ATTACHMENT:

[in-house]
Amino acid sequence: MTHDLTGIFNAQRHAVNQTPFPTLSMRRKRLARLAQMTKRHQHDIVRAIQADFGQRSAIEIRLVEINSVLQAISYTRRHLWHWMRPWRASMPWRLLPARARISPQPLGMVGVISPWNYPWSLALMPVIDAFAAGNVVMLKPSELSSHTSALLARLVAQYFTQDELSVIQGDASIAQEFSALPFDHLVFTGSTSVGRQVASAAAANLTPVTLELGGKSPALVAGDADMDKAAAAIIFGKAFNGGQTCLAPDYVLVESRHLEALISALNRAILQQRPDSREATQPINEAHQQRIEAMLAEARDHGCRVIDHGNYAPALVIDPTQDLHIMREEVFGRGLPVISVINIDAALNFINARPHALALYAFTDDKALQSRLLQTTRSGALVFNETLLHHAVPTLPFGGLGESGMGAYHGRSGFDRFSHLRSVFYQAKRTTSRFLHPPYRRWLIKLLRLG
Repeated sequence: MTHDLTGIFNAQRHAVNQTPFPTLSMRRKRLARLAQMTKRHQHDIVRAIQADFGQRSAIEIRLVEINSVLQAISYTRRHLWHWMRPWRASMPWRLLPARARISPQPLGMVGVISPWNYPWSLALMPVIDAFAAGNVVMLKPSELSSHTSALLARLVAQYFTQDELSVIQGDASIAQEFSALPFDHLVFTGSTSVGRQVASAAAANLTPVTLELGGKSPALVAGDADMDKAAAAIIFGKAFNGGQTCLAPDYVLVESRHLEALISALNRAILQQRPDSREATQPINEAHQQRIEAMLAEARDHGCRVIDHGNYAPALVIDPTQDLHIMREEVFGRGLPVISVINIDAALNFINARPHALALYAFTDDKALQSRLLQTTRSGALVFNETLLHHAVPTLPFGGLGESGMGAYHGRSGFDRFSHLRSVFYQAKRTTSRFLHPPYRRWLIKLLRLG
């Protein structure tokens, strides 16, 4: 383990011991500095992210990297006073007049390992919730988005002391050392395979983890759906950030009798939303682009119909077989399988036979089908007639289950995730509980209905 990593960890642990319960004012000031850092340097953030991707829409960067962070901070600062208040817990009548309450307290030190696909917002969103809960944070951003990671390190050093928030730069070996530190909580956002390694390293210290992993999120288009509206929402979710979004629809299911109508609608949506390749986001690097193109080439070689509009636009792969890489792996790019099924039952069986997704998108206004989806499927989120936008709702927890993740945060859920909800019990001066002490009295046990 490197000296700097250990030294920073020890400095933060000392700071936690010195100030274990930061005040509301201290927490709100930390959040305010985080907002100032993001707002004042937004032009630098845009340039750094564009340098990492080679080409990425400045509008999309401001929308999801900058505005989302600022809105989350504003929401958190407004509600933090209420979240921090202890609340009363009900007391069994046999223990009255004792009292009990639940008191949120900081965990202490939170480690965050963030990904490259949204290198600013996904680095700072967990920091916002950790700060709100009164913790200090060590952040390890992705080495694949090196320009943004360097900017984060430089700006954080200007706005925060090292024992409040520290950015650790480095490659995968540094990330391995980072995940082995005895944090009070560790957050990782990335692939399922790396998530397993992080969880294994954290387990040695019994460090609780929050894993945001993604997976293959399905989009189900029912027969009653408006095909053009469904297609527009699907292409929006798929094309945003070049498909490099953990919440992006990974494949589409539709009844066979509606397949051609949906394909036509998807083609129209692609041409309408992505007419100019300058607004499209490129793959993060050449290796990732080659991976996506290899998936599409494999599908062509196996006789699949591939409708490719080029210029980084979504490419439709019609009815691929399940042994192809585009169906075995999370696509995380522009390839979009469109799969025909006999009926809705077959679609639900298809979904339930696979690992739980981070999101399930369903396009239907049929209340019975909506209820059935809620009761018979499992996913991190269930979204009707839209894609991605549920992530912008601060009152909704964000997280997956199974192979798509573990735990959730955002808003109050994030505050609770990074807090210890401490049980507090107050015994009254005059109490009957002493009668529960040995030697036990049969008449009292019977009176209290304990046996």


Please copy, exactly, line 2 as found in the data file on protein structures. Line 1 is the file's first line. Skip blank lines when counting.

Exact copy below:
Amino acid sequence: MTHDLTGIFNAQRHAVNQTPFPTLSMRRKRLARLAQMTKRHQHDIVRAIQADFGQRSAIEIRLVEINSVLQAISYTRRHLWHWMRPWRASMPWRLLPARARISPQPLGMVGVISPWNYPWSLALMPVIDAFAAGNVVMLKPSELSSHTSALLARLVAQYFTQDELSVIQGDASIAQEFSALPFDHLVFTGSTSVGRQVASAAAANLTPVTLELGGKSPALVAGDADMDKAAAAIIFGKAFNGGQTCLAPDYVLVESRHLEALISALNRAILQQRPDSREATQPINEAHQQRIEAMLAEARDHGCRVIDHGNYAPALVIDPTQDLHIMREEVFGRGLPVISVINIDAALNFINARPHALALYAFTDDKALQSRLLQTTRSGALVFNETLLHHAVPTLPFGGLGESGMGAYHGRSGFDRFSHLRSVFYQAKRTTSRFLHPPYRRWLIKLLRLG